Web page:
Best of luck thrift shopping! Do you thrift? Have any fun stories to share? Any fabulous finds? 🙂

Third Time’s the Charm

So, I don’t often work much with clichés or colloquialisms.  In my writing classes in college, we were taught to avoid those types of fall-back phrases in order to explore new ideas and more creative ways to express our thoughts.  In the following cases, though, I have found the phrase “third time’s the charm” to be appropriate. 🙂

First Case in Point:  Dentists

Since our last relocation effort, I have neglected finding a new dentist for my family.  We had insurance issues…and distance issues…and personality issues.  We visited one for a dental emergency that wasn’t the best fit.  We visited another for a cleaning and an attempt to do some work, which also wasn’t the best fit.  Finally, we found a good fit yesterday.  And my child (who had experienced a traumatic dental experience) practically skipped home (figuratively, of course, since we drove), and I have been relieved that all went well.  Third dentist worked!!!!!  Hooray!!!!!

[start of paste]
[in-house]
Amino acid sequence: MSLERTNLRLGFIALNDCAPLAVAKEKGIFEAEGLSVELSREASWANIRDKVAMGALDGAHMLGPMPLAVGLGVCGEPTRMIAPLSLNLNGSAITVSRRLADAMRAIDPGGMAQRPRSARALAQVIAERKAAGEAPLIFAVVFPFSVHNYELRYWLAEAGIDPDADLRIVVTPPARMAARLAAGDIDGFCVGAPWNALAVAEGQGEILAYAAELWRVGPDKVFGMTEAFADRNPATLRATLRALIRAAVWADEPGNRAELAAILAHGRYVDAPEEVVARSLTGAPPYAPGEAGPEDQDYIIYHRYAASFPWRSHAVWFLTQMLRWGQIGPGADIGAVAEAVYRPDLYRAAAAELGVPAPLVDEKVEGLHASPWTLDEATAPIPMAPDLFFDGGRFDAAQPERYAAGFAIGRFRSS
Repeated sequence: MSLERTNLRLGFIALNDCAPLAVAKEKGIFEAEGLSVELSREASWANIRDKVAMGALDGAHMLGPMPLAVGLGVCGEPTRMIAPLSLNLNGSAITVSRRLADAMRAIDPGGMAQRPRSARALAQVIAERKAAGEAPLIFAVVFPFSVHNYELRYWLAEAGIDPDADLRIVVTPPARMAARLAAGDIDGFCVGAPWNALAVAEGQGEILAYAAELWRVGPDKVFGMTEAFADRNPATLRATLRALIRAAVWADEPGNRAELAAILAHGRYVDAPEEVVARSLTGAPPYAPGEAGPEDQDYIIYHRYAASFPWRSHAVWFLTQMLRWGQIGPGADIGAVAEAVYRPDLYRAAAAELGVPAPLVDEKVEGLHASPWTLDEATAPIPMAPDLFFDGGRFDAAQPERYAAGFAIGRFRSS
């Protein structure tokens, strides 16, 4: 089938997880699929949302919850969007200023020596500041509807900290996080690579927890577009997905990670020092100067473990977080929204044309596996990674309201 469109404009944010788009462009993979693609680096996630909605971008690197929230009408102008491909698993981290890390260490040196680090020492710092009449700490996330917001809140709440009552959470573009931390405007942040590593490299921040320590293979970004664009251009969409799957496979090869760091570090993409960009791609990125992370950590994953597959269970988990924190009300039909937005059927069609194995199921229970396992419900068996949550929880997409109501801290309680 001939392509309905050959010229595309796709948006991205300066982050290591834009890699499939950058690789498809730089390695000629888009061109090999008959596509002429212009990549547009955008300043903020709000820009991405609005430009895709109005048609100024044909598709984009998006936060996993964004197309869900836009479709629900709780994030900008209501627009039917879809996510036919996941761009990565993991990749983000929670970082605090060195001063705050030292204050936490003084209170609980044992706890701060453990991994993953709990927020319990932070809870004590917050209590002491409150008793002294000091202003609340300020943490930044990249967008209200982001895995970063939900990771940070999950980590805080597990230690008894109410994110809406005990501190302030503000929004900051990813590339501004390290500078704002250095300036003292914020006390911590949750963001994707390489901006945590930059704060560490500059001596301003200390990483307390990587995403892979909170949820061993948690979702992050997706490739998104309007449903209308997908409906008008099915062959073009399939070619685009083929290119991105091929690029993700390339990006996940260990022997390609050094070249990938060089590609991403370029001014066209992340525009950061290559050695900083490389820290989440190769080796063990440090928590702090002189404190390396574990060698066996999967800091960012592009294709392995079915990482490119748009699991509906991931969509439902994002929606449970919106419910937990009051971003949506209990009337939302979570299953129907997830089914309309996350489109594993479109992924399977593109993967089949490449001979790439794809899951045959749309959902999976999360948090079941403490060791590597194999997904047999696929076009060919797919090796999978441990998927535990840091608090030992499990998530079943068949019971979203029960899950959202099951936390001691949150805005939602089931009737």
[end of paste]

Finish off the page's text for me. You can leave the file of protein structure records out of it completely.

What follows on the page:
Case the Second:  Boots

Back in this post, I talked about my excitement related to FINALLY ordering brown boots…and how I sent them back.  Well, I ordered another pair of (unmentioned) boots in the meantime, and they were also a no-go.  I was getting a bit frustrated…but, fear not!  The third pair I ordered worked out beautifully!  I wanted heels (not riding boots) in a dark brown color with a more fitted shaft…and not too trendy so they last through several seasons.  I found a pair online that said they were over-the-knee (so I was a little concerned, since I wanted the boots to come just under my knee)…but I guess my legs are long enough that they fit exactly like I wanted them to fit!  Hooray!!!!! No more brown boot shopping for me!  Third pair worked!!!!! (Now, if I can just figure out how to treat suede so that they will be water-resistant…any one?  Any one?)

So, a song from my days of listening to and loving Schoolhouse Rock is playing in my head right now; I guess three really is a magic number.  Do you agree?  What experiences do you have when the third experience worked for you?

Sending hugs!!!!!